You pretty much hit the nail on the head. You guys just need ti chill til that thing blows over.Originally Posted by Mr.50
08-14-2005, 01:19 AM
08-14-2005, 12:21 PM
Originally Posted by Sky9
There is a study to support the notion that atd demonstrates tissue preference, at least in terms of aramotase activity. I posted this a while back in this thread:
ATD and site-specific androgen receptor agonists
J Clin Endocrinol Metab. 1984 Dec;59(6):1088-96.
Inhibition of aromatization stimulates luteinizing hormone and testosterone secretion in adult male rhesus monkeys.
Ellinwood WE, Hess DL, Roselli CE, Spies HG, Resko JA.
Experiments were conducted to examine the role of aromatization in the control of LH and testosterone secretion in adult male rhesus monkeys. Treatment of male monkeys (n = 7) with sc Silastic packets containing the aromatase inhibitor 1,4,6-androstatriene-3,17-dione (ATD) resulted in 1.5- to 3-fold elevations in serum LH and testosterone concentrations in six of seven animals. Concurrent treatment of ATD-treated monkeys with small quantities of estradiol-17 beta (n = 4) abolished the stimulatory effect of ATD. During ATD treatment, peripheral estradiol levels were reduced by 30% and hypothalamic aromatase activity, as determined in vitro, was reduced 80-90%. The lack of androgenic or antiandrogenic activity of ATD was demonstrated by its inactivity in either a mouse seminal vesicle bioassay or a highly sensitive penile spine bioassay. Furthermore, ATD did not react with rat prostatic or hypothalamic cytosol androgen receptors. 1,4,6-Androstatriene-17-ol-3-one, a possible metabolite of ATD in vivo, did react with prostatic and hypothalamic androgen receptors, but possessed no antiandrogenic activity in either bioassay. Thus, treatment of adult males with an aromatase inhibitor that inhibits both peripheral and central aromatization, and which has no apparent antiandrogenic activity, results in stimulation of LH and testosterone secretion. These data demonstrate that aromatization of androgens to estrogens plays an important role in negative feedback regulation of LH secretion and maintenance of normal testosterone levels in adult male primates.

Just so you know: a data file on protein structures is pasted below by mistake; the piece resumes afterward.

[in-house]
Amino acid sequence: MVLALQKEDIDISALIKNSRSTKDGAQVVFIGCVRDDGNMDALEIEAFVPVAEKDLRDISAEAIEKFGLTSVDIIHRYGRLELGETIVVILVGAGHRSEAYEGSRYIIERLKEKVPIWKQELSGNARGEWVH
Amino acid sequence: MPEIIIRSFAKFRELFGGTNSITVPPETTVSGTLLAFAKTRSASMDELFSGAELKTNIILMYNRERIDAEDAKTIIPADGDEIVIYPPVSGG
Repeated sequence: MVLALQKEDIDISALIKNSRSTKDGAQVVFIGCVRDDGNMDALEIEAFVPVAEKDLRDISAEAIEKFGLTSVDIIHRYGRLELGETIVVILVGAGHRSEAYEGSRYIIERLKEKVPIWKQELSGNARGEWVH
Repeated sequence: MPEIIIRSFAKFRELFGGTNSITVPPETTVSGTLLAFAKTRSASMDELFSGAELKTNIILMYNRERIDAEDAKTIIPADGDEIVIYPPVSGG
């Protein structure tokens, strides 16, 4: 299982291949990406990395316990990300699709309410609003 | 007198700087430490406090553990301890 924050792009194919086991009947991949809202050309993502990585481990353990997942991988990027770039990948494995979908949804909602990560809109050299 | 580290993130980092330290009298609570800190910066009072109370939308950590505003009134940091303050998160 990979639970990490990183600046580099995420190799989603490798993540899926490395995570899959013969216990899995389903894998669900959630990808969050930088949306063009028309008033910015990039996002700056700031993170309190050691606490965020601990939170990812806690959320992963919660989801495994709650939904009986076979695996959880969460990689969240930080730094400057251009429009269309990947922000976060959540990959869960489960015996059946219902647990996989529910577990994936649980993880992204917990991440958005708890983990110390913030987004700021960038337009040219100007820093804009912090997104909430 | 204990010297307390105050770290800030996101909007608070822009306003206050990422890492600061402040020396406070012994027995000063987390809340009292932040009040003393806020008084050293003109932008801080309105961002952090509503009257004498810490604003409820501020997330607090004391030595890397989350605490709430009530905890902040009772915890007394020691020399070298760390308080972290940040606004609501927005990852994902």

08-14-2005, 12:35 PM
Another interesting development came to light recently at Avant. The study below was recently posted in this thread:
This may explain why some are seeing increased test levels while administering exogenous hormones and experiencing a decrease in LH and FSH. Could ATD be giving a false result for an increase in test? Perhaps this explains Anarchy’s bloodwork and ATD in no way directly stimulates the testies. Its worth discussion.
Steroids. 1980 Dec;36(6):717-21.
Immunological interference of the synthetic aromatase inhibitor 1,4,6-androstatriene-3,17-dione (ATD) and its metabolite(s) in the radioimmunoassay for testosterone.
Donaldson MD, Forest MG.
Radioimmunoassay (RIA) for testosterone (T) in unchromatographed plasma extracts from ATD-treated rats gave spuriously high values for T. Cross-reaction and chromatographic studies subsequently showed that ATD and, to a much greater extent, its metabolite(s) were responsible for this overestimation. Celite column chromatography proved to be an effective way of separating T from ATD and its product(s) of metabolism.
08-14-2005, 01:05 PM
bow, you highlighted the least interesting part of the last study you posted, as far as this discuss goes, the following is of way more interest to us:
Granted, these are rat studies and done in vitro, take this together with another study showing anti-androgenic activity in the brain and we have ourselves a SARM.The lack of androgenic or antiandrogenic activity of ATD was demonstrated by its inactivity in either a mouse seminal vesicle bioassay or a highly sensitive penile spine bioassay.
08-14-2005, 03:47 PM
Originally Posted by Onslaught
I highlighted the part of the study that addresses the question asked (with regards to preferential tissue sensitivity).
There is no question (as emphasized by the section of the study you posted) that we are far from proving ATD is a hypothalamic site specific ar agonist. My argument with the thread I linked above is exactly that the studies are contradictory and far from being conclusive.
08-14-2005, 03:49 PM
But the problem here is that it appears there is at least the possibility that ATD is not really raising Test at all but just giving a false positive???? That is how I read it but maybe I am missing something. I can say though that the boys really felt much fuller to me when I was on Ultra Hot. I know tha is subjective but it was quite noticable.